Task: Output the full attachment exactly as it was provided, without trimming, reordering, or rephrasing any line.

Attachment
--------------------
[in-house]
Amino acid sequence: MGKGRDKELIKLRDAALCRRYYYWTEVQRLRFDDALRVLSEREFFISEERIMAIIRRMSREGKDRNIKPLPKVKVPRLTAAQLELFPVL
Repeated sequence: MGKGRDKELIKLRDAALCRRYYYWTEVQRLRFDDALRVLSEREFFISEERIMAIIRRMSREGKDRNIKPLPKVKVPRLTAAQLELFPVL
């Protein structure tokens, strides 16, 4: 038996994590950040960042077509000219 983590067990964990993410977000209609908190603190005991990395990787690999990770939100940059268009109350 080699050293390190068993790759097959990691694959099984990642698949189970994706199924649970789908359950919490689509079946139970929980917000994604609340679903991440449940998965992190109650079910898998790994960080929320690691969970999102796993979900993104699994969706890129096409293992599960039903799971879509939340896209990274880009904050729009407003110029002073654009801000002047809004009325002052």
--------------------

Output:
[in-house]
Amino acid sequence: MGKGRDKELIKLRDAALCRRYYYWTEVQRLRFDDALRVLSEREFFISEERIMAIIRRMSREGKDRNIKPLPKVKVPRLTAAQLELFPVL
Repeated sequence: MGKGRDKELIKLRDAALCRRYYYWTEVQRLRFDDALRVLSEREFFISEERIMAIIRRMSREGKDRNIKPLPKVKVPRLTAAQLELFPVL
């Protein structure tokens, strides 16, 4: 038996994590950040960042077509000219 983590067990964990993410977000209609908190603190005991990395990787690999990770939100940059268009109350 080699050293390190068993790759097959990691694959099984990642698949189970994706199924649970789908359950919490689509079946139970929980917000994604609340679903991440449940998965992190109650079910898998790994960080929320690691969970999102796993979900993104699994969706890129096409293992599960039903799971879509939340896209990274880009904050729009407003110029002073654009801000002047809004009325002052």